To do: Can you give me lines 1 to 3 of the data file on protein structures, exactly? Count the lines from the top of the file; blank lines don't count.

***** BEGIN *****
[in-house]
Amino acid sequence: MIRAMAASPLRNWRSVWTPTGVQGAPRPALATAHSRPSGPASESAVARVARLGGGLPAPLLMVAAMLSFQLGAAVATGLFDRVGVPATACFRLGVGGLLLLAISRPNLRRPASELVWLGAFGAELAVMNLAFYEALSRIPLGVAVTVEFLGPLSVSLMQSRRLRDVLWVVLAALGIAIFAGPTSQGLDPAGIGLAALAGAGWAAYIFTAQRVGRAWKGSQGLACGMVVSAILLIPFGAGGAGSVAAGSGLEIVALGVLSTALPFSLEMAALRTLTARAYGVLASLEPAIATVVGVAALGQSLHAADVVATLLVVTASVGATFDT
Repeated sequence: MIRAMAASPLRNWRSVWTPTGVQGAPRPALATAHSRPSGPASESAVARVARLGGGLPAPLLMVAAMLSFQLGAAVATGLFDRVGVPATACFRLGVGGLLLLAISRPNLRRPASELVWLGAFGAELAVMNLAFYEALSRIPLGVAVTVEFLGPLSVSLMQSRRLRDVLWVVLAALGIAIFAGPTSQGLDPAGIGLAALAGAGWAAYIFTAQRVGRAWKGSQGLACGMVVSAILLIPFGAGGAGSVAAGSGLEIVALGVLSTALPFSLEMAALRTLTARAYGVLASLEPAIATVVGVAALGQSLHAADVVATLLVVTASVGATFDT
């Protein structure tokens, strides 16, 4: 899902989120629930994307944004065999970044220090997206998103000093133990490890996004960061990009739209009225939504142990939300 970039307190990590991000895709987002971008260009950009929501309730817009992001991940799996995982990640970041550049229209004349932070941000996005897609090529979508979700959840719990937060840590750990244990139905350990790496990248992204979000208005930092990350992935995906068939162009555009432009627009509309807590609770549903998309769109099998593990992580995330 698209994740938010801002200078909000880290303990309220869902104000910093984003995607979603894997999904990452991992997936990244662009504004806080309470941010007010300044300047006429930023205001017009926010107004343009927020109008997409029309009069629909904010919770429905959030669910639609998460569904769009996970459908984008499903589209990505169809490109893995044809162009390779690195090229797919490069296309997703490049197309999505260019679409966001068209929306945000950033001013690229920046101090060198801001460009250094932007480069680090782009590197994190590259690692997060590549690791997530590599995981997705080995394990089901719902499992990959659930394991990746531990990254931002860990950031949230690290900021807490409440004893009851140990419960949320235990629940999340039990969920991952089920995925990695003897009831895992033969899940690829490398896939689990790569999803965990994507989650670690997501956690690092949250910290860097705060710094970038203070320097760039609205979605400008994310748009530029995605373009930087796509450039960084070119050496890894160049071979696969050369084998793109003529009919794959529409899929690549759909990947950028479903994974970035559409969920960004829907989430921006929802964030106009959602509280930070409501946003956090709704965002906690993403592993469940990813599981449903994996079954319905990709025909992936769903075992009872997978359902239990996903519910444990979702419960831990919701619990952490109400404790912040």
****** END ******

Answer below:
[in-house]
Amino acid sequence: MIRAMAASPLRNWRSVWTPTGVQGAPRPALATAHSRPSGPASESAVARVARLGGGLPAPLLMVAAMLSFQLGAAVATGLFDRVGVPATACFRLGVGGLLLLAISRPNLRRPASELVWLGAFGAELAVMNLAFYEALSRIPLGVAVTVEFLGPLSVSLMQSRRLRDVLWVVLAALGIAIFAGPTSQGLDPAGIGLAALAGAGWAAYIFTAQRVGRAWKGSQGLACGMVVSAILLIPFGAGGAGSVAAGSGLEIVALGVLSTALPFSLEMAALRTLTARAYGVLASLEPAIATVVGVAALGQSLHAADVVATLLVVTASVGATFDT
Repeated sequence: MIRAMAASPLRNWRSVWTPTGVQGAPRPALATAHSRPSGPASESAVARVARLGGGLPAPLLMVAAMLSFQLGAAVATGLFDRVGVPATACFRLGVGGLLLLAISRPNLRRPASELVWLGAFGAELAVMNLAFYEALSRIPLGVAVTVEFLGPLSVSLMQSRRLRDVLWVVLAALGIAIFAGPTSQGLDPAGIGLAALAGAGWAAYIFTAQRVGRAWKGSQGLACGMVVSAILLIPFGAGGAGSVAAGSGLEIVALGVLSTALPFSLEMAALRTLTARAYGVLASLEPAIATVVGVAALGQSLHAADVVATLLVVTASVGATFDT